Atheist leaders meet the same IRS criteria of being ministers as other clergy leaders and so should receive the same tax exempt status for housing allowances as ministers, according to a Department of Justice filing for an upcoming hearing.
The Tennessean reports in "Feds grant religion tax break to atheists" that this legal argument came about because of atheist group challenges to a "parsonage exemption" tax law and the fact that "The Internal Revenue services does require, among other things, that a 'minster' be seen as a spiritual leader and provide services for a religious organization. Belief in a deity is not required."
Atheist groups such as the Freedom From Religion Foundation(FFRF) have opposed the "parsonage exemption" in IRS Section 107 for a number of years, noting that religious leaders are able to qualify for a housing allowance exemption that the non-religious cannot obtain, and which they claim is unfair and should be discontinued. God Discussion recently interviewed FFRF's co-president Dan Barker on the topic, and retired IRS appeals officer Robert Baty joined the discussion.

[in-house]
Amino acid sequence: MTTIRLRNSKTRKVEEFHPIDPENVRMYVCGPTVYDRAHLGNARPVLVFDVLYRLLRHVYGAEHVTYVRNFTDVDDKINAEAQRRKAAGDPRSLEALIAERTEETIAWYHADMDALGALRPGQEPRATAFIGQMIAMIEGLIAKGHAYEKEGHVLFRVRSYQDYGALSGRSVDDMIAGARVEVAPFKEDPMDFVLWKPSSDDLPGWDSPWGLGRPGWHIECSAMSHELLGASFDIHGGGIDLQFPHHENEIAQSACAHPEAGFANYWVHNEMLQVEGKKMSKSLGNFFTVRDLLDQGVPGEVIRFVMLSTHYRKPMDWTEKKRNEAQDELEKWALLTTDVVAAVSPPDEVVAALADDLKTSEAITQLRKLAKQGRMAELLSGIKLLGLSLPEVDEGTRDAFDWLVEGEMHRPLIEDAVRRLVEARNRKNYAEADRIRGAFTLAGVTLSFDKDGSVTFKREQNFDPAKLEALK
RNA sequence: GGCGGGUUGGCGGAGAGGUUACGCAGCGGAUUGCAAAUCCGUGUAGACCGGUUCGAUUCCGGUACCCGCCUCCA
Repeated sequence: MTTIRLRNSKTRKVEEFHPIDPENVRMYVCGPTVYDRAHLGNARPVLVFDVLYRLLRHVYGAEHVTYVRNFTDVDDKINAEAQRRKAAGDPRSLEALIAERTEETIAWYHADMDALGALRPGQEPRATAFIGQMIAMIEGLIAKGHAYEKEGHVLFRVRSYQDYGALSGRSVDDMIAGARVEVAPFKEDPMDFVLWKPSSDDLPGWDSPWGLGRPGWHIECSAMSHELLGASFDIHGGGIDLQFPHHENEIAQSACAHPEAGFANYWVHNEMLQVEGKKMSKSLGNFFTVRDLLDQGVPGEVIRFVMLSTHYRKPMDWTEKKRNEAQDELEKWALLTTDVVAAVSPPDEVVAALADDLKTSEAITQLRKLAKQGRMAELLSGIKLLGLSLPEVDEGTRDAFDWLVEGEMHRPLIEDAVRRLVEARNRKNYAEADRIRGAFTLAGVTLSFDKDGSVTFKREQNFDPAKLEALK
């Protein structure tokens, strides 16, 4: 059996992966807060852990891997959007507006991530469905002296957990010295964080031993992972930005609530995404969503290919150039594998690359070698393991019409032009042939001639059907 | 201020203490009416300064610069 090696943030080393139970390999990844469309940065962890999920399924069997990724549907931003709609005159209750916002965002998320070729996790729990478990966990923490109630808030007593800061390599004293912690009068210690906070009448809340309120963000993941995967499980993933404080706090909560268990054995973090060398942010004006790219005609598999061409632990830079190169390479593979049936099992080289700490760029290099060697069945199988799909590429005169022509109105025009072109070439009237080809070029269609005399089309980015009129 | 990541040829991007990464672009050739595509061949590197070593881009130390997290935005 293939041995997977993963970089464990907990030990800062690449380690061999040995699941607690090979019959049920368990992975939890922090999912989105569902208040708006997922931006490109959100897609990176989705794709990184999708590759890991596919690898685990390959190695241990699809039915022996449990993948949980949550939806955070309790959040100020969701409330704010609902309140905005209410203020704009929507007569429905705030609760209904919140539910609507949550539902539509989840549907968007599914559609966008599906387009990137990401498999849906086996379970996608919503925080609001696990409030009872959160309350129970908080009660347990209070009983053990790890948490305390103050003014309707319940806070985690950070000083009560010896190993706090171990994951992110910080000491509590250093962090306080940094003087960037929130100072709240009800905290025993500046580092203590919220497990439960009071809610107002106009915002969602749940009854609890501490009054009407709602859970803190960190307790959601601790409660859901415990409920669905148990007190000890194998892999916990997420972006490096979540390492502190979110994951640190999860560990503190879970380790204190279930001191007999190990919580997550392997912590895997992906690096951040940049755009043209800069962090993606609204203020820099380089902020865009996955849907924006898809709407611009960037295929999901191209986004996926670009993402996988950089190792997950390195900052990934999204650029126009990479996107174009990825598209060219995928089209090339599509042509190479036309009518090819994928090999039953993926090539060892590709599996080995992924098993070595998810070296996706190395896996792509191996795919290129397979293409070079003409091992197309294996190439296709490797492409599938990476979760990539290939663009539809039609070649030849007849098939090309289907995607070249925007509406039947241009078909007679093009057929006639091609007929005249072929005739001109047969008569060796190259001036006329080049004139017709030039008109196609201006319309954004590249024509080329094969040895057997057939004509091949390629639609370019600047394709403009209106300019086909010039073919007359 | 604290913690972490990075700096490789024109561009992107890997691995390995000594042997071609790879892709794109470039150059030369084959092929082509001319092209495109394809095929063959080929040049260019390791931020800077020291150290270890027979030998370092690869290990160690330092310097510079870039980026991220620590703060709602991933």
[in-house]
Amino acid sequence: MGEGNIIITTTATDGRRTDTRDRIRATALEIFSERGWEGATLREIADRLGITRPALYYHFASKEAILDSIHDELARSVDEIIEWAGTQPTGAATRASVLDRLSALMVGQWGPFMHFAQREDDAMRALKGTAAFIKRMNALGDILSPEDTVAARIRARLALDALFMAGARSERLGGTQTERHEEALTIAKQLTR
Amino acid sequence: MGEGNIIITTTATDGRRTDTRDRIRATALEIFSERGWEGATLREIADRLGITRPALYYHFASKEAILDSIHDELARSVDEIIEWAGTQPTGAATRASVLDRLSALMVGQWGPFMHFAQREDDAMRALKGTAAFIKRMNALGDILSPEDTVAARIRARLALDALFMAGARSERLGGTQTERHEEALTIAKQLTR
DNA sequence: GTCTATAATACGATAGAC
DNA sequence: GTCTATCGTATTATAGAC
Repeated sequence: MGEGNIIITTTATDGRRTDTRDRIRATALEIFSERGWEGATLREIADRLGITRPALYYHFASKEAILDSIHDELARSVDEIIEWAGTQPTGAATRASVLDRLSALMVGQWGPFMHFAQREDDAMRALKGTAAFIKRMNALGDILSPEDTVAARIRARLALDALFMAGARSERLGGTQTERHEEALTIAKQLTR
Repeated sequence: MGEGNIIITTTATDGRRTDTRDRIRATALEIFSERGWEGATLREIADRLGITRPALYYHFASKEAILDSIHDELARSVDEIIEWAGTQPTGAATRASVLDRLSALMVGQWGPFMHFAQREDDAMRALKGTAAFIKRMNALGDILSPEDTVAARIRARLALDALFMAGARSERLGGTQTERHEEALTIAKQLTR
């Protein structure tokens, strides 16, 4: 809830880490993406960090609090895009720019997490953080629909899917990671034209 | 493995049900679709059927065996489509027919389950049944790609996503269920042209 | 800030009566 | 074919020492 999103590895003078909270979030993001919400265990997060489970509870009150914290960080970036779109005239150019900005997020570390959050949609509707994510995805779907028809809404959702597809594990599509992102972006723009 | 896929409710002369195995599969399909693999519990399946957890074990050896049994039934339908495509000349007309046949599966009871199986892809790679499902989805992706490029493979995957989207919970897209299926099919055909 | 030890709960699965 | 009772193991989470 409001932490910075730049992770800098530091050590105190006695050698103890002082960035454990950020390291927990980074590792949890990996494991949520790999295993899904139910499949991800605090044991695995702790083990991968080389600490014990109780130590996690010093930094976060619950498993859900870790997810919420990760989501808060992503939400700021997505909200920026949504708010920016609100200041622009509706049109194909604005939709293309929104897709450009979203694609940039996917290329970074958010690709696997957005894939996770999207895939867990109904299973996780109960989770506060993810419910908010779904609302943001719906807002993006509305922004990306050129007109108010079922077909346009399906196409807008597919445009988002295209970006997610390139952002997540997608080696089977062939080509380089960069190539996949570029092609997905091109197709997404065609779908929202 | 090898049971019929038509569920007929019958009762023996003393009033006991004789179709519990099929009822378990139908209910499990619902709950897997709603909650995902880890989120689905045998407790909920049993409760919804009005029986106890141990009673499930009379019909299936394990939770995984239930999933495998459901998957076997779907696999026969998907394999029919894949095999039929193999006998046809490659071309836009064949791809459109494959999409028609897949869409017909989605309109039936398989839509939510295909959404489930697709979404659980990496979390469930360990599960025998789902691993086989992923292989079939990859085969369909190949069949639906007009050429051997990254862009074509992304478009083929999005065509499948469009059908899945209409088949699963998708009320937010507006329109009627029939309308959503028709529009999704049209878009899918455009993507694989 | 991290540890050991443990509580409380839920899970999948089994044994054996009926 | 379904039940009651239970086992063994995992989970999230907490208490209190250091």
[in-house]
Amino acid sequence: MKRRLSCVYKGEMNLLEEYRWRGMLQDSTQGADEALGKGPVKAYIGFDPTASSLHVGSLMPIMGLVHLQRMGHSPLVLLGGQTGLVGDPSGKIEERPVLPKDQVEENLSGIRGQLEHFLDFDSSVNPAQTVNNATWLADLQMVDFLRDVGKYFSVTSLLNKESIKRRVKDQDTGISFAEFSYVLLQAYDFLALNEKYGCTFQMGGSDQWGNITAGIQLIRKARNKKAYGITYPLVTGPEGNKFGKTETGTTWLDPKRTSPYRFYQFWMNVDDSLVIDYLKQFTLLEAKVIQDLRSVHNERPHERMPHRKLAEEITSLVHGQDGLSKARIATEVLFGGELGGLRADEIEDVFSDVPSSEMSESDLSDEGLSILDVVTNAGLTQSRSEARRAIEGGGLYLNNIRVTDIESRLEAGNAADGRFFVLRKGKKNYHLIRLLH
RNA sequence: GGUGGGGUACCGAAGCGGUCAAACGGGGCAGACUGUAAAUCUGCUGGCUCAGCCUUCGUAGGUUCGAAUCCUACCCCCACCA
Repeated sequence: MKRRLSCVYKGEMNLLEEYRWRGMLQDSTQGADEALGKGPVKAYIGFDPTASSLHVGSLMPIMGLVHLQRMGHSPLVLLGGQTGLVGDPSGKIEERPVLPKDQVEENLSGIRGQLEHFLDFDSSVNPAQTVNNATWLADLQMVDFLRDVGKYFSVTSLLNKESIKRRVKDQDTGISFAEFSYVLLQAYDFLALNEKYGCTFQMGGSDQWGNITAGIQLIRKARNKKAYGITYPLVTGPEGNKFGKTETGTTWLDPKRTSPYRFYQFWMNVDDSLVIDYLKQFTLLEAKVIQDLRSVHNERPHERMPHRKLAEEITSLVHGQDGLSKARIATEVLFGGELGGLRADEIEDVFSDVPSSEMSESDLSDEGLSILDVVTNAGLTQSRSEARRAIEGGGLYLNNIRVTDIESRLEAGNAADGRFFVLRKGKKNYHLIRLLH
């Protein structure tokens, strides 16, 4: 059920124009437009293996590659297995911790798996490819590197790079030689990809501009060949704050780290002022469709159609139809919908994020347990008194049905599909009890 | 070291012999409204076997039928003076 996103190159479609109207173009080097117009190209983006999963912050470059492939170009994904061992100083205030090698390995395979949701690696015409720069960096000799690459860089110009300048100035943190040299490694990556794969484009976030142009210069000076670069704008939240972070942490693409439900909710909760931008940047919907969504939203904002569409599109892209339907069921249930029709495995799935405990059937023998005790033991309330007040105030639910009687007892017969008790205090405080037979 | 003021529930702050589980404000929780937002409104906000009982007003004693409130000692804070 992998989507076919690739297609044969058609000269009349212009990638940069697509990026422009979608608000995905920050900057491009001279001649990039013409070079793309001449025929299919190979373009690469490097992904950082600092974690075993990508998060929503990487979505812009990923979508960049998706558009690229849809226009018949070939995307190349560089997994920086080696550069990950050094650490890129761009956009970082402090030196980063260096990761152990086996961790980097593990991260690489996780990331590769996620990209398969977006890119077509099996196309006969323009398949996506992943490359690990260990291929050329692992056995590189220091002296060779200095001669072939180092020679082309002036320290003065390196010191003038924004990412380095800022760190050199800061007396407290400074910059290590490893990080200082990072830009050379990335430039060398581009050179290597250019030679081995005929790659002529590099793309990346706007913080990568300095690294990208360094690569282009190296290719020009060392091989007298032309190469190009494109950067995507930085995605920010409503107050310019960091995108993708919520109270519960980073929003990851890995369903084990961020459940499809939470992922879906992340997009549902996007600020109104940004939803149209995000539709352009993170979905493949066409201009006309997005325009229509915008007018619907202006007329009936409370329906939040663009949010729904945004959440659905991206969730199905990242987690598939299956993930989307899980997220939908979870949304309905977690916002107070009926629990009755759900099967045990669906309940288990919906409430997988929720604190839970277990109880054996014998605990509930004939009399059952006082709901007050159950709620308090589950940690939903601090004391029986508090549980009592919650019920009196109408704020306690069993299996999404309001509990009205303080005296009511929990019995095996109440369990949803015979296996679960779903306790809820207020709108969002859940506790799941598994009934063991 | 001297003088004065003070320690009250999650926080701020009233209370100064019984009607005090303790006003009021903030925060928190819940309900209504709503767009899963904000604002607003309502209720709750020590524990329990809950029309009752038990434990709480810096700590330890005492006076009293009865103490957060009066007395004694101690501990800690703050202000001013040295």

FFRF requested a parsonage exemption in an effort to bring about a formal challenge to the law. FFRF filed a formal complaint in Wisconsin in September 2011 with the aim of challenging the fairness of the law. The Department of Justice has agreed to hear the atheist leaders' case and in brief requesting a motion to dismiss the suit, argued that atheist leaders are in fact not currently excluded from the parsonage exemption.
Don Byrd at the Baptist Joint Committee For Religious Liberty seemed interested in the concept, saying that "if atheism is just another religion, that leaves everyone insulted pretty equally, right?" and asked whether instead of doing away with the housing allowance for clergy, which appears unlikely, it should instead be extended to other nonprofit leaders.